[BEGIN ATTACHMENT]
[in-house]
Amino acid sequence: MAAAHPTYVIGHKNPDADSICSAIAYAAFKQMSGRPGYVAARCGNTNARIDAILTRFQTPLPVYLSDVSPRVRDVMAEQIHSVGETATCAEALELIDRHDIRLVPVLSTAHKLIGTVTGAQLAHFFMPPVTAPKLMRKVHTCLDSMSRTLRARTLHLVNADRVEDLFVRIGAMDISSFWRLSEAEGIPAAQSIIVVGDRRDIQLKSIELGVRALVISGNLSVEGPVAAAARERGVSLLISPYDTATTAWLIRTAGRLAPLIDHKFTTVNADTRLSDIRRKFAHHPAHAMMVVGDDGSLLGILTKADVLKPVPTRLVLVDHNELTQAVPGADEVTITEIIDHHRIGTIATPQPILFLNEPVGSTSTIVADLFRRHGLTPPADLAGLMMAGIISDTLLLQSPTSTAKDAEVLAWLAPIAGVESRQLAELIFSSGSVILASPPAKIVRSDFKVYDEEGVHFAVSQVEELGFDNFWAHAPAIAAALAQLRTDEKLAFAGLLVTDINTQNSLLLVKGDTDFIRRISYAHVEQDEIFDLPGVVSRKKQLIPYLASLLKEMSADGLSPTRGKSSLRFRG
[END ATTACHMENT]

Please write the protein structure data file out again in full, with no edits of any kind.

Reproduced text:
[in-house]
Amino acid sequence: MAAAHPTYVIGHKNPDADSICSAIAYAAFKQMSGRPGYVAARCGNTNARIDAILTRFQTPLPVYLSDVSPRVRDVMAEQIHSVGETATCAEALELIDRHDIRLVPVLSTAHKLIGTVTGAQLAHFFMPPVTAPKLMRKVHTCLDSMSRTLRARTLHLVNADRVEDLFVRIGAMDISSFWRLSEAEGIPAAQSIIVVGDRRDIQLKSIELGVRALVISGNLSVEGPVAAAARERGVSLLISPYDTATTAWLIRTAGRLAPLIDHKFTTVNADTRLSDIRRKFAHHPAHAMMVVGDDGSLLGILTKADVLKPVPTRLVLVDHNELTQAVPGADEVTITEIIDHHRIGTIATPQPILFLNEPVGSTSTIVADLFRRHGLTPPADLAGLMMAGIISDTLLLQSPTSTAKDAEVLAWLAPIAGVESRQLAELIFSSGSVILASPPAKIVRSDFKVYDEEGVHFAVSQVEELGFDNFWAHAPAIAAALAQLRTDEKLAFAGLLVTDINTQNSLLLVKGDTDFIRRISYAHVEQDEIFDLPGVVSRKKQLIPYLASLLKEMSADGLSPTRGKSSLRFRG